The tide of suicide in the United States is unrelenting, and the approximately 20 veteran and military suicides each day cannot be ignored.
To prevent these tragedies, the veteran community, the Department of Veterans Affairs and Department of Defense, and leading mental health organizations aggressively target the critical moment of crisis when a person is contemplating the act of suicide.
These critical organizations are lined up in a strong “end zone defense,” providing multiple areas of support for veterans in the midst of a suicidal crisis.
But what about veterans who haven’t reached a crisis point? What if there was a way to provide relief for everyday problems, pain and isolation before these issues snowball into self-destruction?
As a retired major general in the U.S. Army, who has lost a son to suicide, and a son to the war in Iraq, I can attest that the key is to connect with veterans before they reach the point of crisis.
Veterans are often reluctant to speak with anyone who “won’t understand” when they’re dealing with depression or anxiety about life issues. Many feel the pressure to figure it out themselves and “stay tough” and are embarrassed to discuss their problems with finances, relationship issues, housing issues, family dysfunction, or feelings of loneliness and isolation.
The reality is they need a direct connection to someone who has been in their shoes, long before they need a direct intervention. They need a peer.
Everyone needs a support system. Peer support provides veterans that sense of immediate trust, and gives them a confidant they can connect with at any point in their journey.
I joined Vets4Warriors in 2013 to lead a 24/7 peer-support network that serves all veterans as well as the entire military community, from those who just put on a uniform to the caregiver and families of a veteran who has long since stopped wearing a uniform.
Our peers are veterans from every branch and every era, dating back to Vietnam, and 70 percent of our peers are combat veterans. We truly are who we serve.
Since inception, we have had over 325,000 connections with members of the veteran and military community who are dealing with life challenges before they turn into crises. Regardless of the complexity of the issue or how long it takes, our veteran peers continue to follow up, seek out possible avenues, and pursue different options until an answer is found. We go the extra mile. And that is often what veterans need to help put them on a path that does not lead to tragedy.
Peer support is in many ways an upstream tactic in the fight against veteran suicide. Peers identify the issue at hand and can provide support and resources before the problem becomes unbearable.
Yet even with resources like ours available, when it comes to certain demographics of veterans, the rate of suicide is growing.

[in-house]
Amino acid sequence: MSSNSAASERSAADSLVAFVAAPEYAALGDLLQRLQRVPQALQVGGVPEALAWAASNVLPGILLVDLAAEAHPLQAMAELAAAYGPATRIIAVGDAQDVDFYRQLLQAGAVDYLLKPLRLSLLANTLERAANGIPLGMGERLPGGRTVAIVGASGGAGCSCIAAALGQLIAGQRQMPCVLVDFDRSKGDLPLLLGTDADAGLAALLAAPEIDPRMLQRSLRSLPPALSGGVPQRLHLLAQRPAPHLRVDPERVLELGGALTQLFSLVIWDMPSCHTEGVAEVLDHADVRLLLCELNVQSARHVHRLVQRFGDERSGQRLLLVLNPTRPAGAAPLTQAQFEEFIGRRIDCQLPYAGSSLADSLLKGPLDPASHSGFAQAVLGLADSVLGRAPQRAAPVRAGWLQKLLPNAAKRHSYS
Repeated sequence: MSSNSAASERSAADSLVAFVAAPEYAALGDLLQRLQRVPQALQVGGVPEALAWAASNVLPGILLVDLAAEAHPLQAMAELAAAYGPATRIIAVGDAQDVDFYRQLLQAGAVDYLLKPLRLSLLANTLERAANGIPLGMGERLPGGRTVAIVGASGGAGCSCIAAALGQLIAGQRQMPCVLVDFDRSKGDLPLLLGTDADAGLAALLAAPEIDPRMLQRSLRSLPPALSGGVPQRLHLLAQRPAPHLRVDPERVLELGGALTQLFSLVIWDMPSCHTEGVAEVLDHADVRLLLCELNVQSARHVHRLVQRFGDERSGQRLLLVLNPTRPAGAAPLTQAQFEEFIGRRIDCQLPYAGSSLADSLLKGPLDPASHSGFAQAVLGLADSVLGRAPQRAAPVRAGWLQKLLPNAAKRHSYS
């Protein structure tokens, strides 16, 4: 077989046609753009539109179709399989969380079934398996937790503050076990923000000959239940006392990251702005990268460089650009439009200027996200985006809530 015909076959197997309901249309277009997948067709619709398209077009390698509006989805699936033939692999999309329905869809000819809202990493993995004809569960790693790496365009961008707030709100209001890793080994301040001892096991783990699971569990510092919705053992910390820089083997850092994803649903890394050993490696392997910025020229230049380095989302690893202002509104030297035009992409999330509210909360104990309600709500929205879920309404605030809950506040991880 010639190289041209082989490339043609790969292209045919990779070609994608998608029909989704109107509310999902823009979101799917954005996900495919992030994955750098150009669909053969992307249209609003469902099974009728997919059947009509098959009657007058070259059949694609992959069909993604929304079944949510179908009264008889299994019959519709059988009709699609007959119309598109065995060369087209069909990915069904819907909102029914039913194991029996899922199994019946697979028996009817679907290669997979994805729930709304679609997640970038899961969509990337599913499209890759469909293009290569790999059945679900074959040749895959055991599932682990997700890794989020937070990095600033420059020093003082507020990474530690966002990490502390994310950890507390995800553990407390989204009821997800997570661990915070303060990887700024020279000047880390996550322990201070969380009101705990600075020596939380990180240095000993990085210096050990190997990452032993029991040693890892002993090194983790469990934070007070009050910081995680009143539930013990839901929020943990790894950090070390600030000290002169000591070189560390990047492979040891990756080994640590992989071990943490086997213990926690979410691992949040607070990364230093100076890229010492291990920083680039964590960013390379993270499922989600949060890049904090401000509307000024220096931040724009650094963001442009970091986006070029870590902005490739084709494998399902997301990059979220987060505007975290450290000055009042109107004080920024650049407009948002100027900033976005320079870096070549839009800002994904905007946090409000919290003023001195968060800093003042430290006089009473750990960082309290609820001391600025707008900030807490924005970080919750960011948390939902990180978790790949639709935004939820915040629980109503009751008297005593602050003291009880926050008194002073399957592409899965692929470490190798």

Making services and programming as effective for female veterans as it is for male veterans can succeed if prioritized, the authors of this commentary say.
According to the most recent report on veteran suicide published by the Department of Veterans Affairs, the suicide rate of young veterans, those aged 18 to 34, increased more than 10 percent from 2015 to 2016. The largest number of suicides remain among aging veterans, since the majority of veterans are 55 or older.
Research has found that many suicides are decided impulsively, with less than five minutes between the decision to attempt suicide and the actual attempt. In other words, there is yet a brief moment in time in which we can intercept someone’s fateful decision. This is why it is critical to get upstream and tap into the power of peer support to help veterans grapple with their problems, challenges and even opportunities long before they find themselves in crisis.
Vets4Warriors is a connecting network; we connect with individuals and also connect them to resources, preferably in their communities, and then we remain connected as we follow up with them regularly.
I have seen this type of scenario play out many times with our peer-support network. An active-duty soldier from Fort Bragg struggling at work called Vets4Warriors and described how his marriage and children were suffering as he dealt with his PTSD. After speaking with one of our peers, he agreed to go to behavioral health services on post as well as to speak to the chaplain. During the first follow-up call, he stated that his peer at Vets4Warriors had been a “blessing to him.” The follow-up calls continue.
Adopting a postvention strategy is a critical component of a comprehensive approach to reducing suicide, the author of this commentary says.
Mike Rowe, host of the Discovery Channel series “Dirty Jobs,” once said: “We live in the most connected time in the history of the world, yet we’ve never been more disconnected from the things that matter the most.”
It makes a critical difference to immediately connect with someone who has walked the path and knows what you’re going through.
Peer support is vital for saving lives across our nation. We should all seek to always be there for those who hit tough times and struggles, whenever they may happen. Vets4Warriors is available 24/7 and we answer the phone live.
Retired Army Maj. Gen. Mark Graham is director of Vets4Warriors. Veterans experiencing a mental health emergency can contact the Veteran Crisis Line at 1-800-273-8255 and select option 1 for a VA staffer. If you want to speak with a peer, call Vets4Warriors at 1-855-838-8255, visit www.Vets4Warriors.com or follow us on social @Vets4Warriors to learn more.